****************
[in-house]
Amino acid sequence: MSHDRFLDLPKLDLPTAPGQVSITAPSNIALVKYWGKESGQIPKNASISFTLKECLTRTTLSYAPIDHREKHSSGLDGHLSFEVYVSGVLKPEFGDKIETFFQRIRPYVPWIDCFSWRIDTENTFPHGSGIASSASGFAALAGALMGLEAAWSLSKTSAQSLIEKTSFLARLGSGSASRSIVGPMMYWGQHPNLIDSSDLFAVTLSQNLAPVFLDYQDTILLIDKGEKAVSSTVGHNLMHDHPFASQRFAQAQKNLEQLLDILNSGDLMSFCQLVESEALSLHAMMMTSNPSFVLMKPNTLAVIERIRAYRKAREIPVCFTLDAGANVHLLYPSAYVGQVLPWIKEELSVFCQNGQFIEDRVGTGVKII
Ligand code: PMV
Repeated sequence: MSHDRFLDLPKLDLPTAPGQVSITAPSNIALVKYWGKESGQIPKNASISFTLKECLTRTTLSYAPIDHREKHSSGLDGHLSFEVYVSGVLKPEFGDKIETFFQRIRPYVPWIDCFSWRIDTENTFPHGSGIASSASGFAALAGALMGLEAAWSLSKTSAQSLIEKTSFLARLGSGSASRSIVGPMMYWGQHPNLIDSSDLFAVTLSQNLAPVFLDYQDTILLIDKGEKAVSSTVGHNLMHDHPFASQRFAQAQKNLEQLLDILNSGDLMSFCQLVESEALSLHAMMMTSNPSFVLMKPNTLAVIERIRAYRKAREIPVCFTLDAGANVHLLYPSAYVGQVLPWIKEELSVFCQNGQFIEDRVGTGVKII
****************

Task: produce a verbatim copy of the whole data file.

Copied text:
[in-house]
Amino acid sequence: MSHDRFLDLPKLDLPTAPGQVSITAPSNIALVKYWGKESGQIPKNASISFTLKECLTRTTLSYAPIDHREKHSSGLDGHLSFEVYVSGVLKPEFGDKIETFFQRIRPYVPWIDCFSWRIDTENTFPHGSGIASSASGFAALAGALMGLEAAWSLSKTSAQSLIEKTSFLARLGSGSASRSIVGPMMYWGQHPNLIDSSDLFAVTLSQNLAPVFLDYQDTILLIDKGEKAVSSTVGHNLMHDHPFASQRFAQAQKNLEQLLDILNSGDLMSFCQLVESEALSLHAMMMTSNPSFVLMKPNTLAVIERIRAYRKAREIPVCFTLDAGANVHLLYPSAYVGQVLPWIKEELSVFCQNGQFIEDRVGTGVKII
Ligand code: PMV
Repeated sequence: MSHDRFLDLPKLDLPTAPGQVSITAPSNIALVKYWGKESGQIPKNASISFTLKECLTRTTLSYAPIDHREKHSSGLDGHLSFEVYVSGVLKPEFGDKIETFFQRIRPYVPWIDCFSWRIDTENTFPHGSGIASSASGFAALAGALMGLEAAWSLSKTSAQSLIEKTSFLARLGSGSASRSIVGPMMYWGQHPNLIDSSDLFAVTLSQNLAPVFLDYQDTILLIDKGEKAVSSTVGHNLMHDHPFASQRFAQAQKNLEQLLDILNSGDLMSFCQLVESEALSLHAMMMTSNPSFVLMKPNTLAVIERIRAYRKAREIPVCFTLDAGANVHLLYPSAYVGQVLPWIKEELSVFCQNGQFIEDRVGTGVKII